A recent study from researchers at North Carolina State University revealed that over 100,000 GitHub repositories contain exposed authentication secrets, including 85,311 unique Google API keys, 37,781 unique RSA Private Keys and 47,814 unique Google OAuth IDs. The researchers also found that thousands more repositories are leaking new, unique secrets every day.
To combat the challenge, CISOs must tailor their management approach to the specific needs of the DevOps community. Reshaping how security policies and procedures are enforced, to limit and modify each user’s access to DevOps tools and applications, will demonstrate to developers how restricting access to privileged credentials can help protect an organisation from malicious attacks.
Showing - instead of telling - the DevOps community why managing secrets and privileged credentials is important, and how the practice can be successfully built into application development, helps demystify any misconceptions about security.
“Instead of having developers look at policies, standards and frameworks to figure out what they should do, build consumable security components that are easily adopted. Think in terms of, ‘How do I allow my developers to do the right thing without stifling this agility?’” suggests Fred Gibbins, senior vice president and chief information security oOfficer at American Express.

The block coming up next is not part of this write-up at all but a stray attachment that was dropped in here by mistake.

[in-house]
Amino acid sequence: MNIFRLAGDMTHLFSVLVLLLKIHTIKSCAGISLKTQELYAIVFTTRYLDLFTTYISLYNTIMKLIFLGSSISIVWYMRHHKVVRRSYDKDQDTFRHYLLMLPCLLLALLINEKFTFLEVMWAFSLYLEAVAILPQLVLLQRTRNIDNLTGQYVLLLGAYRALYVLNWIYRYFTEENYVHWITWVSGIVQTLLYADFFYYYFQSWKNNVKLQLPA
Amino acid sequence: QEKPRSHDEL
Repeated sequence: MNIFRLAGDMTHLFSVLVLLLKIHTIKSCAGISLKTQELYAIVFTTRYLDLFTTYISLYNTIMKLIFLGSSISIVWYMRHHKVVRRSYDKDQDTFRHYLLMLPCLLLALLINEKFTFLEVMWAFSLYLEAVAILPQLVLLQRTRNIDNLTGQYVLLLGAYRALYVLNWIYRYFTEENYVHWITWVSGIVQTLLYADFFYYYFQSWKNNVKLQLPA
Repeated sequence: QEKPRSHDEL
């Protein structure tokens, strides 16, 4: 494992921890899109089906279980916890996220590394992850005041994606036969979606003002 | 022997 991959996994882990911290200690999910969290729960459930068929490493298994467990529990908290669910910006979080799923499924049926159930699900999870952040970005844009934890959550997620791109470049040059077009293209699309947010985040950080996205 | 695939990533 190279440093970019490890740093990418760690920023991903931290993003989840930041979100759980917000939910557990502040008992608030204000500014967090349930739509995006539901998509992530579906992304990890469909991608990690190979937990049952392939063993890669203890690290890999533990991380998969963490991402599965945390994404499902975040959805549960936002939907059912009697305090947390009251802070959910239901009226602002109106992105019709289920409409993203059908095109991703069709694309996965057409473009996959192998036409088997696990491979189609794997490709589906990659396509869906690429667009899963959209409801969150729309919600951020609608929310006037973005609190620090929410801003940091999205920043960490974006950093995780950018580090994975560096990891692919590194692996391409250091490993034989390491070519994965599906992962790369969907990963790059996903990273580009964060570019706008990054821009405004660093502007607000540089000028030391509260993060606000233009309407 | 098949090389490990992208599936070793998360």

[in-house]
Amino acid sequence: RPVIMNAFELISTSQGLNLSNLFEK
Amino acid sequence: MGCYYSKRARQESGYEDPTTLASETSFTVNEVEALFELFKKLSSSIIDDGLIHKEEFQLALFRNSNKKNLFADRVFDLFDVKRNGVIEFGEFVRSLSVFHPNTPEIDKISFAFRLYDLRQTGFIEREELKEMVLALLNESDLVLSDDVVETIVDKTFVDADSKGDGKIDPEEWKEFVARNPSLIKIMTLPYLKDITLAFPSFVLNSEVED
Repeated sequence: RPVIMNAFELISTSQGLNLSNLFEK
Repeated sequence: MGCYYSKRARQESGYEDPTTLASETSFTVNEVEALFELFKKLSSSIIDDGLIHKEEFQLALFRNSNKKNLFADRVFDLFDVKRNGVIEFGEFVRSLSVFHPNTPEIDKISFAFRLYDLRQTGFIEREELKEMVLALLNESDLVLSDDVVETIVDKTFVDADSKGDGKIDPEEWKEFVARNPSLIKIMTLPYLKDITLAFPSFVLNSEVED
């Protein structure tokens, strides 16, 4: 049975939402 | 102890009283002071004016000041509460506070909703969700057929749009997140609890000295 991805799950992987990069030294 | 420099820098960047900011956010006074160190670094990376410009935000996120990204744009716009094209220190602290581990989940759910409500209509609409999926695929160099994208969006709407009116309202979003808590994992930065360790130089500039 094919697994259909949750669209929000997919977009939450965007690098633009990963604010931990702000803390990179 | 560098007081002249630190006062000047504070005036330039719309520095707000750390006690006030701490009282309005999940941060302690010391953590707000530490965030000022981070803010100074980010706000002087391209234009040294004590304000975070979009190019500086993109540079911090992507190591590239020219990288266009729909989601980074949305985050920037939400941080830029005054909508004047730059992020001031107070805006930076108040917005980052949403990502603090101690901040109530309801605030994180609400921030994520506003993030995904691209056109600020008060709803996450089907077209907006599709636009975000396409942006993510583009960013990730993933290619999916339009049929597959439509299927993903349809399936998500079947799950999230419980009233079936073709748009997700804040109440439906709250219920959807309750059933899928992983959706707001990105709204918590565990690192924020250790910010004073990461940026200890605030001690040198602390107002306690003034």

CISOs should never be complacent
One example of this is breaking the build, a strategy that has been used by companies like Starbucks. With this approach, security teams make it impossible for DevOps to deliver any new code until they fix the security issues in it. This ensures risk scoring is built into automation tools, so that if the risk exceeds a certain threshold, the build automatically breaks, and developers need to fix it before they can deliver.
CISOs’ that tailor their approach to help DevOps teams understand the need for security by design illustrate their understanding of the DevOps space, how the community works, and what their needs are. CISOs who have made this step have expanded traditional security programs, such as monitoring privileged access across the tool chain, to the DevOps community with little protest.